Google launches Family Link to help parents track and manage their child's Android usage


A common complaint against the censorship of vulgarity on the web to protect children is that organizations are doing the work of parents. In other words, parents should instead be monitoring the activities of minors -- not the government or other organizations. Yeah, that is a fair point, but easier said than done. Nowadays, children are often more tech savvy than their guardians, making it a tough affair. Not to mention, many modern parents are overworked and tired -- they simply do not have the tools to stay on top of it.

Today, Google launches early access to a new app which helps parents to track and manage their child's Android usage. Called "Family Link," it is designed to be easy to use, while not ruining the experience for the minor user. Unfortunately, there is one big catch -- it requires Android 7.0. This is a problem, as most Android devices are running older versions of the mobile operating system.


"The devices we carry every day open up a world of information for us to explore, sparking our curiosity and creativity. But when it comes to our kids using those same devices, it’s tricky. We want them to explore and be inspired as they embark on their digital adventure, but every family feels differently about what their kids should and shouldn't be able to do on their device. That’s why we developed the Family Link app," says Pavni Diwanji, VP Engineering, Google.

Diwanji further says, "Starting today, parents across the U.S. can request an invite to the Family Link early access program. After receiving an invite, parents with kids under 13 years old can download and try the Family Link app. We're just getting started, and we'll be asking parents using Family Link for feedback about how to improve the experience before we make the app broadly available."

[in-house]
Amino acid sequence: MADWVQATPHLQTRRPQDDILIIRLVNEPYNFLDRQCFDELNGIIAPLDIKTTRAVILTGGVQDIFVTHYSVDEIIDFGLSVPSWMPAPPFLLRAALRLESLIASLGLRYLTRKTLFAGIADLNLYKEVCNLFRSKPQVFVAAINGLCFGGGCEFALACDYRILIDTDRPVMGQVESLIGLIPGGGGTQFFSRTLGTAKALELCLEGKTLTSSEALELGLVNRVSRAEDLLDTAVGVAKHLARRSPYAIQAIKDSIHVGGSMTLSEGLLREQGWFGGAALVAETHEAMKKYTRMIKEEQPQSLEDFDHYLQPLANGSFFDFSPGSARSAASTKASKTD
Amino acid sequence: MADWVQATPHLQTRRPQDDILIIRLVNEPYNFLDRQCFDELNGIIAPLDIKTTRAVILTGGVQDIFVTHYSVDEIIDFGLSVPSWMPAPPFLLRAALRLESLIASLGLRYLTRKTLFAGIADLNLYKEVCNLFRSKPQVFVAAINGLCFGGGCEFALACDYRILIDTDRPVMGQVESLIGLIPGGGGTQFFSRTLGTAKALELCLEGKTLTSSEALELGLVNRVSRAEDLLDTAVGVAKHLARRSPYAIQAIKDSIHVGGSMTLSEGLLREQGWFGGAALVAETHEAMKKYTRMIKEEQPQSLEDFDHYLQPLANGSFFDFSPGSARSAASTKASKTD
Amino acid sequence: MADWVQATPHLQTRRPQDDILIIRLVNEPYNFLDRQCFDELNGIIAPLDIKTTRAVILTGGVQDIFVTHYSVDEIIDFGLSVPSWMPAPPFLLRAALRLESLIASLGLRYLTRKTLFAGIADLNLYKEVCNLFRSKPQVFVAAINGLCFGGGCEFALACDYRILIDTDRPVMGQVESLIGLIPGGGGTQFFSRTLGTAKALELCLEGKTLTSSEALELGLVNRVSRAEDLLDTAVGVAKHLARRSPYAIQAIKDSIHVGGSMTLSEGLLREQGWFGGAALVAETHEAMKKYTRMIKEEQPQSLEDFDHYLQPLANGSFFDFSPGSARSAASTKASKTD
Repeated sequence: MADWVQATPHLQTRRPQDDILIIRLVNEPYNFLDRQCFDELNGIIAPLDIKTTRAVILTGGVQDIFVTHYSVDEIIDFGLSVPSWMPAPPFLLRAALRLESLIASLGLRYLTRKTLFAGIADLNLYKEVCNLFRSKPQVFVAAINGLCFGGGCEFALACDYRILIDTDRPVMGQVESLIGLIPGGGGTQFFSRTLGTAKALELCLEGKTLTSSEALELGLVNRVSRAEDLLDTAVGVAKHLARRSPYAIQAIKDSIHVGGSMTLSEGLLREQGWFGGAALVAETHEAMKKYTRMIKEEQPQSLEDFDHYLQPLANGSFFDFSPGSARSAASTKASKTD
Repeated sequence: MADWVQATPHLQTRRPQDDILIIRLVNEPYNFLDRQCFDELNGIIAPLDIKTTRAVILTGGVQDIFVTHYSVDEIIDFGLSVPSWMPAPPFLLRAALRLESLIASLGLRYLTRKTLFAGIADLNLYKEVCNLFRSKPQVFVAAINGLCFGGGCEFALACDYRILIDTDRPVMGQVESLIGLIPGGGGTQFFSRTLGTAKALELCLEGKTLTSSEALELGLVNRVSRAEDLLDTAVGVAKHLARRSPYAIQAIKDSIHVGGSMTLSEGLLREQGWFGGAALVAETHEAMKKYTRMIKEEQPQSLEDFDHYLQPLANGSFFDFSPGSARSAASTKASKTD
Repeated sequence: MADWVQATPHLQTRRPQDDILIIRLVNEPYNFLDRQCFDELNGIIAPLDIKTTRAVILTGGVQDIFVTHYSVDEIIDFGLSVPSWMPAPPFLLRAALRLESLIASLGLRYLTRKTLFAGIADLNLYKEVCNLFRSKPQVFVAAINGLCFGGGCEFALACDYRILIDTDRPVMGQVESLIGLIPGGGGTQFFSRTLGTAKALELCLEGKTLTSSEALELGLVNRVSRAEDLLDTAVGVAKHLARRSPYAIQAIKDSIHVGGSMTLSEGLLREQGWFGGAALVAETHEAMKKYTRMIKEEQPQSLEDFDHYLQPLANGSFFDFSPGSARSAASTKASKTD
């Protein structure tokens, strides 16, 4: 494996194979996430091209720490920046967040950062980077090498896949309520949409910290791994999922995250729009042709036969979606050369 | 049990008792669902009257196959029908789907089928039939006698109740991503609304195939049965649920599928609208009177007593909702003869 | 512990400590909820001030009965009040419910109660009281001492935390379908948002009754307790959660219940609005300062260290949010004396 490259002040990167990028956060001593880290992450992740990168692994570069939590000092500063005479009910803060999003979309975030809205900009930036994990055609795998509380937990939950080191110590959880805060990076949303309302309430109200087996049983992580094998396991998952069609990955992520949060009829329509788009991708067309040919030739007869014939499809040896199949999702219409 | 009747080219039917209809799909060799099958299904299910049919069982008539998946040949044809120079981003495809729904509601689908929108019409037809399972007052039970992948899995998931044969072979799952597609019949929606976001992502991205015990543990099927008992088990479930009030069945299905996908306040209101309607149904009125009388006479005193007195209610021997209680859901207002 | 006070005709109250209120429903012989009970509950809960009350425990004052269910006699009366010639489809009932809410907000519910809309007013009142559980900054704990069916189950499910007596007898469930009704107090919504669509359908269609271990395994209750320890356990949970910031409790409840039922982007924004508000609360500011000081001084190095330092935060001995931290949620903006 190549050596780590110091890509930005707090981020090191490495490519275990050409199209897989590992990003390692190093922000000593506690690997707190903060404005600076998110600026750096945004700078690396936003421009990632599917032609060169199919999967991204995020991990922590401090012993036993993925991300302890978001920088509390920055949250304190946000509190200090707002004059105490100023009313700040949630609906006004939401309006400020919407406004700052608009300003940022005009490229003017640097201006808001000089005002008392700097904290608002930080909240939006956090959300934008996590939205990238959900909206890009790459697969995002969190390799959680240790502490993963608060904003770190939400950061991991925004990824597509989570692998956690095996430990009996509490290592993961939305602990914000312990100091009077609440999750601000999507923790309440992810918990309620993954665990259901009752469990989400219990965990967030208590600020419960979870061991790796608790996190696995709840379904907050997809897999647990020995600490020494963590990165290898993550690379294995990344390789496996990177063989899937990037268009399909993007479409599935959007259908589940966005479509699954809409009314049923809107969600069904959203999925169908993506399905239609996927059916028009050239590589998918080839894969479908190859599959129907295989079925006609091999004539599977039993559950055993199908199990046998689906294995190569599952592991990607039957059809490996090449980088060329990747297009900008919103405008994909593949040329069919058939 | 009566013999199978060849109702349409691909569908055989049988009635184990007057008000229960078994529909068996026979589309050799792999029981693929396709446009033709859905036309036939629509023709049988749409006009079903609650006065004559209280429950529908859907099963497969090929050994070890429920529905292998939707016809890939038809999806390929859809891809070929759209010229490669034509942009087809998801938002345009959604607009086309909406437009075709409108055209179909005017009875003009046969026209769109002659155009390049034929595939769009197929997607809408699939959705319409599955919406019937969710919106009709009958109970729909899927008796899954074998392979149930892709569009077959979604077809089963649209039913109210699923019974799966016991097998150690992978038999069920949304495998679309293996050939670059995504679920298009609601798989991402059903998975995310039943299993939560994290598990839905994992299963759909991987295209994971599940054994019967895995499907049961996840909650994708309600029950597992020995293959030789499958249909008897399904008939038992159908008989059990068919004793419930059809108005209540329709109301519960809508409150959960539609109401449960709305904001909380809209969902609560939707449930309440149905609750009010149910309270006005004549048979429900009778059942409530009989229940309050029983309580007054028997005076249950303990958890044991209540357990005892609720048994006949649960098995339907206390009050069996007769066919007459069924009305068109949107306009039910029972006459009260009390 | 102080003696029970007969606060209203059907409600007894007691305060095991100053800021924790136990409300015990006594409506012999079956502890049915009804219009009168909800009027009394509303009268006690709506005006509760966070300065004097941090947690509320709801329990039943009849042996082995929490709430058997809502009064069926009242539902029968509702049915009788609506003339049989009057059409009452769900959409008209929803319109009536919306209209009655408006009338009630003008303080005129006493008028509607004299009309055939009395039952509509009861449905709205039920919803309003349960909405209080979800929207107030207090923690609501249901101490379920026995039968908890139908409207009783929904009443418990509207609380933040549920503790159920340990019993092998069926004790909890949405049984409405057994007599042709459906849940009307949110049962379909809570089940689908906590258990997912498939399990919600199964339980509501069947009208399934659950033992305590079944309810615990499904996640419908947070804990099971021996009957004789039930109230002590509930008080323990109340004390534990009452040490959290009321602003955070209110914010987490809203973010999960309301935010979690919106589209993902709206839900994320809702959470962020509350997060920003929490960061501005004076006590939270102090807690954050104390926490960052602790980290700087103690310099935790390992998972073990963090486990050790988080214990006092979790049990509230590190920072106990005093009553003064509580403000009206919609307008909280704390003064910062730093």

So what exactly does the Family Link app enable parents to do? All the things you would expect. Since many children can be glued to their phones nowadays, the app lets the parent track screen-on time, so they know if the device is being overused. The parent can even set a bedtime, so that the device will be inoperable after a certain time -- no texting and gaming when they should be sleeping. It even gives guardians the ability to approve or reject app installs, so there is no excuse for the child using one that is inappropriate.

If you are a parent of children under the age of 13, you can sign up for early access here. While the app is free to use, Google will charge your credit card $0.30 for verification purposes. According to the search giant, this serves as an FTC-approved method of consent.

Will you use this new tool to manage your child's Android use? Tell me in the comments.

Photo Credit: David Pereiras/Shutterstock

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